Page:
American Airlines aims to slash annual expenses by $1 billion - rejigging its key Dallas-Fort Worth hub operation, cutting 7,000 jobs and retiring 74 more aircraft than planned.

The 9% capacity cut will be in place by November in what chief executive Don Carty calls a "resizing". American also plans to "de-peak" schedules at Dallas-Fort Worth to distribute flight times more evenly - some connections will now take up to 90 minutes. A similar move at its Chicago O'Hare hub earlier this year allowed dedicated aircraft there to be cut by five.

The airline will change seating plans on nearly 100 Boeing 777s and 767-300s, enlarging business and coach sections to match demand. Deutsche Bank's Susan Donofrio calls this is a major step toward recognising the primacy of price over connection convenience. American will also accelerate retirement of nine 767-300s it acquired when it bought TWA, remove its Fokker 100 fleet and delay deliveries of 35 new airliners. Chief financial officer Jeffrey Campbell said: "Fleet changes mean writing off up to $500 million in the third quarter," with as much as $100 million stemming from 767 retirements and $200-400 million from retiring the Fokker 100s.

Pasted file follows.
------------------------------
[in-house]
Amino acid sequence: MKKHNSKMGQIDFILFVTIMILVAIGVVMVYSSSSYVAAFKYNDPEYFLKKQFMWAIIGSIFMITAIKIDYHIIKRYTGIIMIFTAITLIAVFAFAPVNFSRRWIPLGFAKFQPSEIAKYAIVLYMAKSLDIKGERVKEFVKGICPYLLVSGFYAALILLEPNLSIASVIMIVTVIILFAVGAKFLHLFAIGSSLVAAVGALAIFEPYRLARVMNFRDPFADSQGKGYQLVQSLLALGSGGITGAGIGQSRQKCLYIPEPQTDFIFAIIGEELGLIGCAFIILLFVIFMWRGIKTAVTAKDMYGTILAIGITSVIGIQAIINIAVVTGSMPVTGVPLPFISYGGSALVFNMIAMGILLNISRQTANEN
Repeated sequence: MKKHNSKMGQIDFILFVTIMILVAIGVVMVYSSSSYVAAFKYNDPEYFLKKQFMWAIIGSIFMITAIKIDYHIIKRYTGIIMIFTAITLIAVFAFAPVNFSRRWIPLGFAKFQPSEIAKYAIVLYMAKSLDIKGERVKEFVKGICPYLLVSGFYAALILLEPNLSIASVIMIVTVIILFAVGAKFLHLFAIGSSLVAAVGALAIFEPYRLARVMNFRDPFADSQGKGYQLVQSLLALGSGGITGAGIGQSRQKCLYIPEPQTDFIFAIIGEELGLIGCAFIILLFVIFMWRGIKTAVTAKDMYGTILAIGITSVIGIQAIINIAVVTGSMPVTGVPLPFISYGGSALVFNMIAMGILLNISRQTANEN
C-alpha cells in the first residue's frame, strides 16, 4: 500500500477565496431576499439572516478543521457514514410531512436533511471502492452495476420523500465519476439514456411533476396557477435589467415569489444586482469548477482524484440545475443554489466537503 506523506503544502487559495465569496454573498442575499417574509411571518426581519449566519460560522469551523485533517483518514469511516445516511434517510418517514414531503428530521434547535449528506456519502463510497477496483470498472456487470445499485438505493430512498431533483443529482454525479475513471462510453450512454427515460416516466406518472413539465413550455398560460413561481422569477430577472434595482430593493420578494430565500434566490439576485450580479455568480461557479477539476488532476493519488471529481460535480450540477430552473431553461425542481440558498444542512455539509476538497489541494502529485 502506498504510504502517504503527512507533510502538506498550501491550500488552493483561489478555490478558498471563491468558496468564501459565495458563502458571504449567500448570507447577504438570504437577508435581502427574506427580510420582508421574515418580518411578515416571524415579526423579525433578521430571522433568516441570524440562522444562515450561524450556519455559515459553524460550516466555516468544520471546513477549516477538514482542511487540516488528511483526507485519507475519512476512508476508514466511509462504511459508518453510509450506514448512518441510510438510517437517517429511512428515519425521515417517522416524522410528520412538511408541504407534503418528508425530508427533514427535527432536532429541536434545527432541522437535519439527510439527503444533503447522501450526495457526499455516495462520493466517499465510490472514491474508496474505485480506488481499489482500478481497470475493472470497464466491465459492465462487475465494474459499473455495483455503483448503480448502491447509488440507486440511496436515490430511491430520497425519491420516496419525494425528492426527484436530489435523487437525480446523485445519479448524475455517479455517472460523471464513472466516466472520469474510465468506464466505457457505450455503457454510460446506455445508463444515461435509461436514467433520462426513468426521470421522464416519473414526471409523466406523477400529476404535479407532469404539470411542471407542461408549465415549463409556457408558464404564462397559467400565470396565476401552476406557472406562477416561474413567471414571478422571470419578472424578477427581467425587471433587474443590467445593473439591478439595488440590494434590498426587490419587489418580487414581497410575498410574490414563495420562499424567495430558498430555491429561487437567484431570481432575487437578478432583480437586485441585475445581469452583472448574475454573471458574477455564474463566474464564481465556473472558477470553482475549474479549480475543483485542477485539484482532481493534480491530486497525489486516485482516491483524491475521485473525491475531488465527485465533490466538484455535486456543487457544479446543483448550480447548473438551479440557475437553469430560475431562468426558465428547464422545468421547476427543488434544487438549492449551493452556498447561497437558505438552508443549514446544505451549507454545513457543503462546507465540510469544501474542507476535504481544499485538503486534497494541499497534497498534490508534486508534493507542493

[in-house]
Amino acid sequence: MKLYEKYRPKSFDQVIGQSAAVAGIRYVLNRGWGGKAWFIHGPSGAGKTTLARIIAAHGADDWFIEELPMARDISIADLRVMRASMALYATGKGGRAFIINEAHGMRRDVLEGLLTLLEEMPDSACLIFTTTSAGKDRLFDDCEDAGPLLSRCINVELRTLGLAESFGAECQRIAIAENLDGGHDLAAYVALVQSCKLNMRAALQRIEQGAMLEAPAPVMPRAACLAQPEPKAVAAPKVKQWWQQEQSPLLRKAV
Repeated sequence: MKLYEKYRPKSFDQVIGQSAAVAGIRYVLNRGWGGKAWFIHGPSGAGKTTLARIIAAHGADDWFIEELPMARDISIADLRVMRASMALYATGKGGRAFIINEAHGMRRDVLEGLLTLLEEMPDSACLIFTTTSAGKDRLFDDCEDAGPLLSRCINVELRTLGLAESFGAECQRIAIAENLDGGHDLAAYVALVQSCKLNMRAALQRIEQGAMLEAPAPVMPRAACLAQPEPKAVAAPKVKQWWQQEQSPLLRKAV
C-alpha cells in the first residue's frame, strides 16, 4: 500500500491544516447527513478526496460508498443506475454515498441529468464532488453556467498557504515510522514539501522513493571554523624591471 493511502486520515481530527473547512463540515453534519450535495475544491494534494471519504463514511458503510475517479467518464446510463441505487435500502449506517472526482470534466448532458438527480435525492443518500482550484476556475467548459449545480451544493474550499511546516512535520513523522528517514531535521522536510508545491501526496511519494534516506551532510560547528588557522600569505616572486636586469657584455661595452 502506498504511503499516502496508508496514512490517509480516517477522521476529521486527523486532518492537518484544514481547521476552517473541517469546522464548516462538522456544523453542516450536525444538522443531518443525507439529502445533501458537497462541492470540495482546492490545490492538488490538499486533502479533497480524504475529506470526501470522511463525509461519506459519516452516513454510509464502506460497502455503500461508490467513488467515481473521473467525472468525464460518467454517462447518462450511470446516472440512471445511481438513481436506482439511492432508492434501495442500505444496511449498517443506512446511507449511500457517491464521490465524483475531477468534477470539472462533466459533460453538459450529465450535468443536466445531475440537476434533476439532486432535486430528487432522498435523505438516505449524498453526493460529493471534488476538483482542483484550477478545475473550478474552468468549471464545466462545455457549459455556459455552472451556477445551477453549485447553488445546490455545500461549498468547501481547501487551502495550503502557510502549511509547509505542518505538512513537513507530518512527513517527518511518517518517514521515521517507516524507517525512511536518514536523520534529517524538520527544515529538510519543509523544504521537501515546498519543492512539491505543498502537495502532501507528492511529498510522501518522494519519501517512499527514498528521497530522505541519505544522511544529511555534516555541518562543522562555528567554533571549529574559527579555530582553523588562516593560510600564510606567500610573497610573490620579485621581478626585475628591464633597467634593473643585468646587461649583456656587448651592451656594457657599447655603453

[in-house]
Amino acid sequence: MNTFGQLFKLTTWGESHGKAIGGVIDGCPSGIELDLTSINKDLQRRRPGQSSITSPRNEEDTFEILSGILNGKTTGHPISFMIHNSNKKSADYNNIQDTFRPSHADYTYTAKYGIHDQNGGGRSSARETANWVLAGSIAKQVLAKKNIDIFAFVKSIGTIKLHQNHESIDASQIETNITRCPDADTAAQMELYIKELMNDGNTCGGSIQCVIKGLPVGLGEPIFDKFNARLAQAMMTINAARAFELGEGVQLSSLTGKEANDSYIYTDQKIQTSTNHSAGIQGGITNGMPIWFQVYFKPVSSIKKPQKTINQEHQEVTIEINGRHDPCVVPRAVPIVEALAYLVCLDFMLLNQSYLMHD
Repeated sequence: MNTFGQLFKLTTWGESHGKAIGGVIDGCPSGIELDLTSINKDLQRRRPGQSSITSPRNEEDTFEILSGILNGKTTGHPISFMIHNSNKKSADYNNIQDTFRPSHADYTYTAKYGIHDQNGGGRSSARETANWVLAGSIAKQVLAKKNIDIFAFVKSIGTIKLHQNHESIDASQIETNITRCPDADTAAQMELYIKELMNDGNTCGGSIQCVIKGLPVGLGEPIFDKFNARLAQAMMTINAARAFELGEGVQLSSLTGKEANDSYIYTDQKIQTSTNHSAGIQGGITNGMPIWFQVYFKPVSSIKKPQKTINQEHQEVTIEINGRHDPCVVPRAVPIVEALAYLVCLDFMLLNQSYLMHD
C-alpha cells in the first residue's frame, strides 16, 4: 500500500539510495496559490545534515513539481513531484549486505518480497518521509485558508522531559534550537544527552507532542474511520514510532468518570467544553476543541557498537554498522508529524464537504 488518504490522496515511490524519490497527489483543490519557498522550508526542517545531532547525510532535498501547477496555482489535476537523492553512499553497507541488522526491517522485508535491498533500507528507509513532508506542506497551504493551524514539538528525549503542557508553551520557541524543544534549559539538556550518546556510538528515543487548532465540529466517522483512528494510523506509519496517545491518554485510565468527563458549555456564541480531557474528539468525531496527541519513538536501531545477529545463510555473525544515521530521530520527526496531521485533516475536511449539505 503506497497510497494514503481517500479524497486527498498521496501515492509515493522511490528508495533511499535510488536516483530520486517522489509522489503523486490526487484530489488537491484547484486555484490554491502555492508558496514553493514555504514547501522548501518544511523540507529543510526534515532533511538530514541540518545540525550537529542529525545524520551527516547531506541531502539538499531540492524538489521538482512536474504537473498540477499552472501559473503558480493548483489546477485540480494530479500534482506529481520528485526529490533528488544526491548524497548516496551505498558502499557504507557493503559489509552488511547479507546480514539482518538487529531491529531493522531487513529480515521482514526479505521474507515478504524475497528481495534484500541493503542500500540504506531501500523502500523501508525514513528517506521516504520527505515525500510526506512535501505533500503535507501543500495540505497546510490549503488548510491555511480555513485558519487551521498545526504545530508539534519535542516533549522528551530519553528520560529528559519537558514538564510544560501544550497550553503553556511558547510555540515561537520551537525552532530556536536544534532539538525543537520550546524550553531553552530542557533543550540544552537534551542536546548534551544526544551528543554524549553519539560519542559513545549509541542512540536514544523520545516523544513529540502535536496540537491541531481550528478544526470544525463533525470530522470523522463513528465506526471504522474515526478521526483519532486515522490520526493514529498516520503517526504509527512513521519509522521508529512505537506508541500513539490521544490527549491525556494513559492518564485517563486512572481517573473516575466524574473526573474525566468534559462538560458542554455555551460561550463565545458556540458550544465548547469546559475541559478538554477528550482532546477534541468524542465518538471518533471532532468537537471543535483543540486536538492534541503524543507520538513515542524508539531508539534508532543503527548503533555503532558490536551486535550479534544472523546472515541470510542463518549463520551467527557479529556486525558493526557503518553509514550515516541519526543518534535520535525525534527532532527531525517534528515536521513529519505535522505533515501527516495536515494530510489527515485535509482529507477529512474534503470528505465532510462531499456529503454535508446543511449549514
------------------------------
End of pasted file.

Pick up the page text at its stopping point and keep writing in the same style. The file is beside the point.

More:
Allied Pilots Association spokesman Sam Mayer says pilots were disappointed because Carty had often criticised fare structures and called for fundamental change, "but the first thing they do is go back to the old tried-and-true of: We're going to cut jobs and downsize. You don't get back into profit by shrinking."

Standard & Poor's Phil Baggely adds that the liquidity of the American parent AMR Corp remains satisfactory, with $2.6 billion of cash at 30 June, a $1 billion secured credit facility due in September, and $6 billion of aircraft available for secured borrowing.

Source: Airline Business